1959 proved a fateful year for Gainsbourg who had recently launched a film career. For it was during the shooting of Michel Boisrond’s film "Voulez-vous danser avec moi?" that the young actor met 60’s sex symbol Brigitte Bardot. Gainsbourg’s film career, which was full of ups and downs, never really got off the ground. But his links with the film world remained strong throughout his life. In 1959 Gainsbourg would write the first of many film soundtracks, composing the score for Jacques Doniol-Valcroze’s "L’eau à la bouche".
A Future star
On his third album, "L’étonnant Serge Gainsbourg", recorded in 1961, Gainsbourg’s gave full rein to his passion for literature. "La chanson de Maglia" paid tribute to Victor Hugo, while "La Chanson de Prévert" was inspired by the famous poet Jacques Prévert. This song proved a great success and several artists including Mouloudji and the Québecois singer Pauline Julien immediately demanded to record their own versions. Gainsbourg was much in vogue by now and later that year he would be invited to perform at the prestigious Olympia music hall in Paris, first as Jacques Brel’s guest then Juliette Gréco’s. Gainsbourg would then go on to appear in concert in Belgium and Switzerland.
While continuing his songwriting career and penning material for an ever-widening circle of artists, Gainsbourg was also busy in the recording studio himself, putting out an album a year on average. He went to London in 1963 to record a 4-track single featuring "La javanaise" (a song once again covered by Juliette Gréco which went on to become another Gainsbourg classic). The pioneering Gainsbourg continued to travel to London over the next ten years, claiming that English studio technicians could produce a sharper, more modern sound than their French counterparts.
In 1963 Gainsbourg returned to the "Olympia", this time round as the headlining act. He was accompanied by two jazz musicians, double bass player Michel Gaudry and Gypsy guitarist Elek Bacsik, who joined him on his fourth album, "Gainsbourg Confidentiel". (This album, released in 1964, was the first of Gainsbourg’s albums recorded in the new 30cm format).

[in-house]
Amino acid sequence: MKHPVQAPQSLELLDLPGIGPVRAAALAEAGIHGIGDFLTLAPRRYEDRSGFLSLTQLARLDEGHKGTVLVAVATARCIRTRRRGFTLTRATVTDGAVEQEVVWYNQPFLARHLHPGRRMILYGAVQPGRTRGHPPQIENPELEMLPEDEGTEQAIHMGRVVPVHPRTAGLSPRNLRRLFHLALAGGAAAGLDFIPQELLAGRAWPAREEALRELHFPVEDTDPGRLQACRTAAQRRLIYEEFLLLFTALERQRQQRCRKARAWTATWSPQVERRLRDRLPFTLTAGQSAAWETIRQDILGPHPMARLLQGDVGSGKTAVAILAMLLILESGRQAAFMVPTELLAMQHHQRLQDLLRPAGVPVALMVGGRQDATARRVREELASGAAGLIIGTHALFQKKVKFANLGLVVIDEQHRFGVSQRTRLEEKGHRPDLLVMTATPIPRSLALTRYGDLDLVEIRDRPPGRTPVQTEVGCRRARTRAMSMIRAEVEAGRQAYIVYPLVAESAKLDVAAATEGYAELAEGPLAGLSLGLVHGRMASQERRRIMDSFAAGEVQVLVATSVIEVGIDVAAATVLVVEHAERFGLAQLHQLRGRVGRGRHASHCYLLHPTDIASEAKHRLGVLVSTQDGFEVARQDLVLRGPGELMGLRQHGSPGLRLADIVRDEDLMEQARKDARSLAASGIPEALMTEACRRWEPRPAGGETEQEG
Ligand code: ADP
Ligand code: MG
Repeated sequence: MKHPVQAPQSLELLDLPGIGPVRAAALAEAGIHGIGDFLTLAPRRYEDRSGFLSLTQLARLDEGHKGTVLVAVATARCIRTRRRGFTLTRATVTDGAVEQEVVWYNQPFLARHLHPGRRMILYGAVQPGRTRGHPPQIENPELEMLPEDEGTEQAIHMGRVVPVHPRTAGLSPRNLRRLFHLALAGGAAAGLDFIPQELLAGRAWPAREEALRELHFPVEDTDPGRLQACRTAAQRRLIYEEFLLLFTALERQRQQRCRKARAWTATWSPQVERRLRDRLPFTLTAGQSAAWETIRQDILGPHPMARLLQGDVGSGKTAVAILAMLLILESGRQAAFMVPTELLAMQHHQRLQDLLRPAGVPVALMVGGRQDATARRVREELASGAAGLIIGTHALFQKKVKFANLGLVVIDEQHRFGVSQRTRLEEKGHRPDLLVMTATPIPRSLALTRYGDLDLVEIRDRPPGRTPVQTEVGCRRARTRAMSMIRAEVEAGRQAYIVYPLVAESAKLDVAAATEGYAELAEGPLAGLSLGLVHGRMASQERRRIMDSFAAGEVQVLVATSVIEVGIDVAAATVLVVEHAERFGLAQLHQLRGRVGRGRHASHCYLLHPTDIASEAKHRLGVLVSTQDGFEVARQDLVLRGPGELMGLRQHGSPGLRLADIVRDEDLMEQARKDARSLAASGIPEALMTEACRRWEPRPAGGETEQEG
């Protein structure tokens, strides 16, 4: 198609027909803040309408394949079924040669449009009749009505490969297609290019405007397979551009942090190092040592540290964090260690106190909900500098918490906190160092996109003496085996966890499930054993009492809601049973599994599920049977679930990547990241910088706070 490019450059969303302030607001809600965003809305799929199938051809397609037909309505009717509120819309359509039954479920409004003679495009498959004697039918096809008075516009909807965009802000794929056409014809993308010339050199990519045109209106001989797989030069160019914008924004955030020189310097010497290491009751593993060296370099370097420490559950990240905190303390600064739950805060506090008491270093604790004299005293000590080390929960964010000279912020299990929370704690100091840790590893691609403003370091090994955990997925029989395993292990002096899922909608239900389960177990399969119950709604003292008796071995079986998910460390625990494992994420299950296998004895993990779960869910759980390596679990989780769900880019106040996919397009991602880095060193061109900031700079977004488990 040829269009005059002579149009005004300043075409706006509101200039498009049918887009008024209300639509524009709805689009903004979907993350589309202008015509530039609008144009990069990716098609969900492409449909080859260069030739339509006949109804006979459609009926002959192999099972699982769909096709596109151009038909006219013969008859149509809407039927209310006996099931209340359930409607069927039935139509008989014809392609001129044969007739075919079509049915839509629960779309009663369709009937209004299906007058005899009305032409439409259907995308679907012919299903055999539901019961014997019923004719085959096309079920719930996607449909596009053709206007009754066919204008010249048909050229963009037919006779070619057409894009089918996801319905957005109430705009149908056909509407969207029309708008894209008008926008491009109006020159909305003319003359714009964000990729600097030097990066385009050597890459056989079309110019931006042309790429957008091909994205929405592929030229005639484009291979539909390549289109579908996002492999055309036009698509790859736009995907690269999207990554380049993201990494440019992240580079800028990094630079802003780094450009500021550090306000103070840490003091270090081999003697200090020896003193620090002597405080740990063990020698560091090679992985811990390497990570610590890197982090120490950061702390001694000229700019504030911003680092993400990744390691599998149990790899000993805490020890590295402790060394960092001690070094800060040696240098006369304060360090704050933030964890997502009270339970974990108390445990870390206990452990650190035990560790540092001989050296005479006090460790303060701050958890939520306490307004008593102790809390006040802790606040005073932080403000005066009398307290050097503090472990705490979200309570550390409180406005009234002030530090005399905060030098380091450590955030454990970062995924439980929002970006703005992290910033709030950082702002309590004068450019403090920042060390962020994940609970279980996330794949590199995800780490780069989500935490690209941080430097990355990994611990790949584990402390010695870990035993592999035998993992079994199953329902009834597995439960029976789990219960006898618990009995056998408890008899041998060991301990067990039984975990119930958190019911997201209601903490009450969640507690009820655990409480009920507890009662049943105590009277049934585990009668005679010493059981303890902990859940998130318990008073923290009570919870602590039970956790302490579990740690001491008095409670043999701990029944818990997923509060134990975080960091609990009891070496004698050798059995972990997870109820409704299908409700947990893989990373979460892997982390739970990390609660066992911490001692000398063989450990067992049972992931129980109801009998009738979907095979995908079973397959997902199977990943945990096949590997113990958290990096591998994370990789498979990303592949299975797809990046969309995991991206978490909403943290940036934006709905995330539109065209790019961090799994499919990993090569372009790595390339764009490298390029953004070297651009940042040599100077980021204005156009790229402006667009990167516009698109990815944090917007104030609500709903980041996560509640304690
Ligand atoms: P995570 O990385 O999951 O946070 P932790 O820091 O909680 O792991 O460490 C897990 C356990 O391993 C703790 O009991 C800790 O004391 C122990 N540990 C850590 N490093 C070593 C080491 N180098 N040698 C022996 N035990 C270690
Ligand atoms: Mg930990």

On January 7 1964 Gainsbourg married his second wife, Françoise-Antoinette Pancrazzi, better known to friends as Béatrice. The couple’s first child, a daughter called Natacha, was born later that year on August 8.
At the end of 1964 Gainsbourg recorded a new album, "Gainsbourg Percussions". Moving away from the jazz ambience of "Gainsbourg Confidentiel", this new album was greatly influenced by Afro-Caribbean rhythms which were extremely popular on the French music scene in the 60’s. Gainsbourg adapted these to his own distinctive sound, forging a new style which was much in evidence on the two hit singles, "Couleur Café" and "New York USA" (a song directly inspired by a traditional South African chant).
In the early 60’s the "Yéyé" movement (inspired by the new rock’n’roll heading in from across the Atlantic) hit the French music scene and traditional French chanson began to fall out of favour. Although Gainsbourg’s music did not really fall into this category, many teenagers at the time failed to identify with his work, judging it too intellectual. But Gainsbourg, always in the musical vanguard, soon proved that he could move with the times. Through the intermediary of Denis Bourgeois, who had discovered him in 1958, Gainsbourg was introduced to the up-and-coming16-year-old star France Gall. He began to write material for the young singer who scored an immediate hit with his song "Les Sucettes". Gainsbourg regained his popularity almost overnight and teenagers rediscovered the relevance of a songwriter they had all too readily written off. France Gall would go on to win the Eurovision Song Contest in 1965 with another Gainsbourg classic "Poupée de cire, poupée de son".
By now actresses and singers were queuing up to get the rights to Gainsbourg songs - French singer Régine soared to the top of the charts with "Les p’tits papiers", as did Dalida, Valérie Lagrange and French actress Mireille Darc. Gainsbourg also wrote material for English singing stars Marianne Faithfull and Petula Clark (La gadoue"). He even crossed paths with Brigitte Bardot again, writing a 4-track single for the glamourous film star.
In February 1965 the legendary French singer Barbara invited Gainsbourg to perform a series of concerts with her. However, faced with an extremely hostile audience on the first few nights, Gainsbourg decided to pull out of the rest of the tour. He would not appear on stage again until 1979.
In 1966 director Pierre Koralnik contacted Gainsbourg to work on a completely new project. Eager for new experiences, Serge set to work composing the music and lyrics for "Anna", a musical which, when it was broadcast in January 1967, went down in history as one of the very first colour programmes shown on French television. The Danish-born actress Anna Karina played the lead in the musical and also scored a hit with the theme song "Sous le soleil exactement".
In February 1966, having recently got divorced from his second wife, Béatrice, Gainsbourg went to live at the "Cité internationale des arts" (a vast residence in Paris housing writers, artists and sculptors from all over the world). Despite the fact that he was by now an established star on the French music scene, Gainsbourg lived in a small student’s room at the "Cité" for the next two years. At the end of 1967 he would get back together with his ex-wife Béatrice and in the spring of the following year the couple’s second child, Paul, was born. (Gainsbourg would never really get to know his son however).